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New Plant Species Discovered in Arunachal Pradesh Named After Botanist Dr. Janaki Ammal

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Guwahati, June 24: A new plant species found in Arunachal Pradesh is under threat of habitat degradation caused by rapid development activities.

The species Didymocarpus janakiae was discovered by Rhuthuparna S.B. and V. Gowda of the Tropical Ecology and Evolution Lab, Department of Biological Sciences, Indian Institute of Science Education and Research(IISER), Bhopal, Madhya Pradesh during field surveys conducted in northeast India, including Arunachal Pradesh, from July to September 2023 which is the flowering season for the Indian Didymocarpus.

Dr Vinita Gowda is an Associate professor while Rhuthuparna S.B. is PhD student at IISER.


The authors say the species has been named in honour of Dr. E. K. Janaki Ammal, who is a pioneering Indian botanist, known for her contributions to the field of botany, especially plant breeding, genetics and cytology. In 1931, she became the first Indian woman to be awarded a doctorate in botany in the US (University of Michigan), breaking both gender and caste barriers.

“One of the most striking aspects of this discovery is the conservation status of Didymocarpus janakiae . With a limited known population of fewer than 20 individuals found in a single location near Bomdilla, West Kameng district of Arunachal Pradesh, the species faces a critical threat due to habitat degradation caused by rapid development activities like road construction. Therefore the species has been suggested to be considered as a Critically Endangered species as per IUCN guidelines and underscores the urgent need for conservation efforts to safeguard the survival of this newly discovered plant species” the authors say.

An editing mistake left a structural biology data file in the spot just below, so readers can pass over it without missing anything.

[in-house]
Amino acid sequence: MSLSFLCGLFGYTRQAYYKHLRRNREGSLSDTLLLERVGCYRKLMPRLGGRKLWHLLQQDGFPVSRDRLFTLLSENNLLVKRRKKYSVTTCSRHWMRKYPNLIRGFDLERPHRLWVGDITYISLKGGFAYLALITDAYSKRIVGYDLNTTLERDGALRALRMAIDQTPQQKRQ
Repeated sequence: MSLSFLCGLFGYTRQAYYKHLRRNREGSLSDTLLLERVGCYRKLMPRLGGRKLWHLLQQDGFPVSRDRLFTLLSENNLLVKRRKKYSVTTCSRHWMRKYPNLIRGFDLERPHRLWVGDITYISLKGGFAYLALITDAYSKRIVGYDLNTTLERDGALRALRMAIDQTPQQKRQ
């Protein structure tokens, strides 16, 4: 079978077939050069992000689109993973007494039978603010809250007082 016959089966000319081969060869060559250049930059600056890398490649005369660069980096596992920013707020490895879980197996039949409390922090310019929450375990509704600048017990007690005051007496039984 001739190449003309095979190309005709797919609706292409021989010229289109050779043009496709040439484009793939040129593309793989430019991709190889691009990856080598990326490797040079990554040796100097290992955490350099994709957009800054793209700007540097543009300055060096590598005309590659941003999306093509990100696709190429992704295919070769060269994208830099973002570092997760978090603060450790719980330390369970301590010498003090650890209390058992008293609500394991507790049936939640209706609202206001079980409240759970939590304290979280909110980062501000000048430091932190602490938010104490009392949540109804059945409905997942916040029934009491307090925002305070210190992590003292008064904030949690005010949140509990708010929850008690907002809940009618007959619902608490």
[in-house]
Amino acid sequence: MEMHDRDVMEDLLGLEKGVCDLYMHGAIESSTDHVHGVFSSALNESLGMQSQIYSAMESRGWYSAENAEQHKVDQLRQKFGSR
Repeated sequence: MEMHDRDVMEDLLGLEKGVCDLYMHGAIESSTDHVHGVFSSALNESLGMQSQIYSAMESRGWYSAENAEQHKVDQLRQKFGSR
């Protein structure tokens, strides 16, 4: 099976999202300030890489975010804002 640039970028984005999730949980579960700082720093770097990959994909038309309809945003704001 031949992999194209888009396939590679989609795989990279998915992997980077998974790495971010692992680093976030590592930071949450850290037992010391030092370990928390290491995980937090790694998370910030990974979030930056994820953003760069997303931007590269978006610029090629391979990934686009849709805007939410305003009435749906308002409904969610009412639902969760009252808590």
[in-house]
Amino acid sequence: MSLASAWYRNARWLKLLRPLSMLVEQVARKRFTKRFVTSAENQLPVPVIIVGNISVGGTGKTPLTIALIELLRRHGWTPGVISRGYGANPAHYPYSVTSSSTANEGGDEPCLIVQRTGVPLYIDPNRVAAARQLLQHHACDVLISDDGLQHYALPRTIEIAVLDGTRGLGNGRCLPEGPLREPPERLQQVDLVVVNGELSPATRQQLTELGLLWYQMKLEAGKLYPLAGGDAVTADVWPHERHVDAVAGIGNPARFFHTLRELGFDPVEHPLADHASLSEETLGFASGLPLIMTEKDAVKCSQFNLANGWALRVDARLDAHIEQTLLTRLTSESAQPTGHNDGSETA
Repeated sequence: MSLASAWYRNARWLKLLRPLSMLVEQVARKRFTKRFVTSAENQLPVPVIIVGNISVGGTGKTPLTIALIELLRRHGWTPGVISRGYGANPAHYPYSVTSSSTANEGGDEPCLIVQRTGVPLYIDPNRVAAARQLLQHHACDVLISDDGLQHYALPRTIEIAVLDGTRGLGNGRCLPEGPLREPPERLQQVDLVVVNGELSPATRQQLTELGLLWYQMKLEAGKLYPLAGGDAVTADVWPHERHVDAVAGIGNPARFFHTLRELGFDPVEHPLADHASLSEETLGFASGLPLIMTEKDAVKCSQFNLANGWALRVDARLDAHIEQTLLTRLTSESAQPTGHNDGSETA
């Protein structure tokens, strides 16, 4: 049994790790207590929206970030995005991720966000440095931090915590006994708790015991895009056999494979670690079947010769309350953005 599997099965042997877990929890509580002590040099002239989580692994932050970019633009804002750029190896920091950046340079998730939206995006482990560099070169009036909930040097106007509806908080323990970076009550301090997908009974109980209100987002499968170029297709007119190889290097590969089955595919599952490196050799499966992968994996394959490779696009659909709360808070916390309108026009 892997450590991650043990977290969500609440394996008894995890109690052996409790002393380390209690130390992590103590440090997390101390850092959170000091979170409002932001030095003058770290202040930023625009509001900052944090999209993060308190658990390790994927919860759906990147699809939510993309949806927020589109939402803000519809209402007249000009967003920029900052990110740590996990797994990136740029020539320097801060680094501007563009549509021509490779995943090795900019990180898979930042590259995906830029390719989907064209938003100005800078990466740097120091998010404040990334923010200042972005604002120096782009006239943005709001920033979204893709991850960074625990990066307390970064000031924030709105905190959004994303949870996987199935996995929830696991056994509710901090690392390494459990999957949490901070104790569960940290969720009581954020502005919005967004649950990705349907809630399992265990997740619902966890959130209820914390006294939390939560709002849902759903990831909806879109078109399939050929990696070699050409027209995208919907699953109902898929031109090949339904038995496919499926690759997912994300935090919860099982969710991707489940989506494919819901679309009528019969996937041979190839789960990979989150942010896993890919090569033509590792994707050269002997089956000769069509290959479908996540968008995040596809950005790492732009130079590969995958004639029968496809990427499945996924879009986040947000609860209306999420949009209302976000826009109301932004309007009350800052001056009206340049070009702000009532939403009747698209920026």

” D. janakiae is described from the sub-tropical forests of the West Kameng district, Arunachal Pradesh at an elevation of 2300 metres at sea level. It belongs to the plant genus Didymocarpus commonly known as stone flower which is part of the African Violet family (Gesneriaceae). The genus consists of 111 species out of which 27 species are present in India, including now the newly described species D. janakiae. They grow in pristine undisturbed habitats like moss-covered rocks and therefore their presence indicates the quality of the ecosystem” the authors said whose findings have been published in The Nordic Journal of Botany.

“Dr Janaki Ammal is an inspiration to many aspiring young researchers in STEM today as well as to all researchers in the TrEE lab, IISER Bhopal” the authors say.

Also Read: Tripura: 9 Bangladeshi nationals nabbed at Agartala Railway station

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